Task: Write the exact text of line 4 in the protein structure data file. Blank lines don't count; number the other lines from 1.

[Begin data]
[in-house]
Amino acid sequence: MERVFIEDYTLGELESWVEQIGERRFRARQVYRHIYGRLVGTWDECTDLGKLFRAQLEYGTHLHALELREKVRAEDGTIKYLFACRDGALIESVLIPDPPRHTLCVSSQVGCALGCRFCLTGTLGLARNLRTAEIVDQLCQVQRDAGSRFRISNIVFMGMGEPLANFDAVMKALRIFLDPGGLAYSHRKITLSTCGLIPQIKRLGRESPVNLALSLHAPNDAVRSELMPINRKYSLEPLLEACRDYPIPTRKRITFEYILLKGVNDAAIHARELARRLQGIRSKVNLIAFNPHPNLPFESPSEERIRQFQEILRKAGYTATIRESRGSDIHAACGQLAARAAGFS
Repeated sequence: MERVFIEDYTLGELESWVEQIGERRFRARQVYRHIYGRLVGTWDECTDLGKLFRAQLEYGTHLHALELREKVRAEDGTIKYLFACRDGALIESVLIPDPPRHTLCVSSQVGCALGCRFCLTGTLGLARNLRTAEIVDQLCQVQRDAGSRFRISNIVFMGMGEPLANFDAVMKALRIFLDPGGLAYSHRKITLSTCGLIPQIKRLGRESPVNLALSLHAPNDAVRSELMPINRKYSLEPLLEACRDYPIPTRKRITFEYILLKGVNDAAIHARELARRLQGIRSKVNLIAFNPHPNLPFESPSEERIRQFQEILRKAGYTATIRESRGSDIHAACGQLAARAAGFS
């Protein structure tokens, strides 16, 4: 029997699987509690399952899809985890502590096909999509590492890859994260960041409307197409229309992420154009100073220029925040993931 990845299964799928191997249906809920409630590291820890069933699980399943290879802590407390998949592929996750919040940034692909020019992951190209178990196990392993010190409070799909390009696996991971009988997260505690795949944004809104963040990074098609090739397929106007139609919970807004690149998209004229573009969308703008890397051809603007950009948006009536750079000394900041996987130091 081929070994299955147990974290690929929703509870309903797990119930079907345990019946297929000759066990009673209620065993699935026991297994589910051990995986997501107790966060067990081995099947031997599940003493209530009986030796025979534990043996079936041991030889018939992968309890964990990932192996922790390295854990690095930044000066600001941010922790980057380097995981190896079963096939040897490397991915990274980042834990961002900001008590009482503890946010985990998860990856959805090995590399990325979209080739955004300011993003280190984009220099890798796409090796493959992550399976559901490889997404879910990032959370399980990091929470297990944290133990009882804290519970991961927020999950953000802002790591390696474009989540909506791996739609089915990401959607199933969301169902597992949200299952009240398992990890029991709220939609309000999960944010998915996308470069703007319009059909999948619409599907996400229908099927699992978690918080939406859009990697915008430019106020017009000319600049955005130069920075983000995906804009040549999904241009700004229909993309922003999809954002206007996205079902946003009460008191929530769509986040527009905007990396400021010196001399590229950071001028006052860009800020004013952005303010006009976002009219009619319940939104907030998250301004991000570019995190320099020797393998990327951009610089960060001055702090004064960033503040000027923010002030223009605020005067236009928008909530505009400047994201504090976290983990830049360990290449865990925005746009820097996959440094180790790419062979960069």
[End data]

């Protein structure tokens, strides 16, 4: 029997699987509690399952899809985890502590096909999509590492890859994260960041409307197409229309992420154009100073220029925040993931 990845299964799928191997249906809920409630590291820890069933699980399943290879802590407390998949592929996750919040940034692909020019992951190209178990196990392993010190409070799909390009696996991971009988997260505690795949944004809104963040990074098609090739397929106007139609919970807004690149998209004229573009969308703008890397051809603007950009948006009536750079000394900041996987130091 081929070994299955147990974290690929929703509870309903797990119930079907345990019946297929000759066990009673209620065993699935026991297994589910051990995986997501107790966060067990081995099947031997599940003493209530009986030796025979534990043996079936041991030889018939992968309890964990990932192996922790390295854990690095930044000066600001941010922790980057380097995981190896079963096939040897490397991915990274980042834990961002900001008590009482503890946010985990998860990856959805090995590399990325979209080739955004300011993003280190984009220099890798796409090796493959992550399976559901490889997404879910990032959370399980990091929470297990944290133990009882804290519970991961927020999950953000802002790591390696474009989540909506791996739609089915990401959607199933969301169902597992949200299952009240398992990890029991709220939609309000999960944010998915996308470069703007319009059909999948619409599907996400229908099927699992978690918080939406859009990697915008430019106020017009000319600049955005130069920075983000995906804009040549999904241009700004229909993309922003999809954002206007996205079902946003009460008191929530769509986040527009905007990396400021010196001399590229950071001028006052860009800020004013952005303010006009976002009219009619319940939104907030998250301004991000570019995190320099020797393998990327951009610089960060001055702090004064960033503040000027923010002030223009605020005067236009928008909530505009400047994201504090976290983990830049360990290449865990925005746009820097996959440094180790790419062979960069």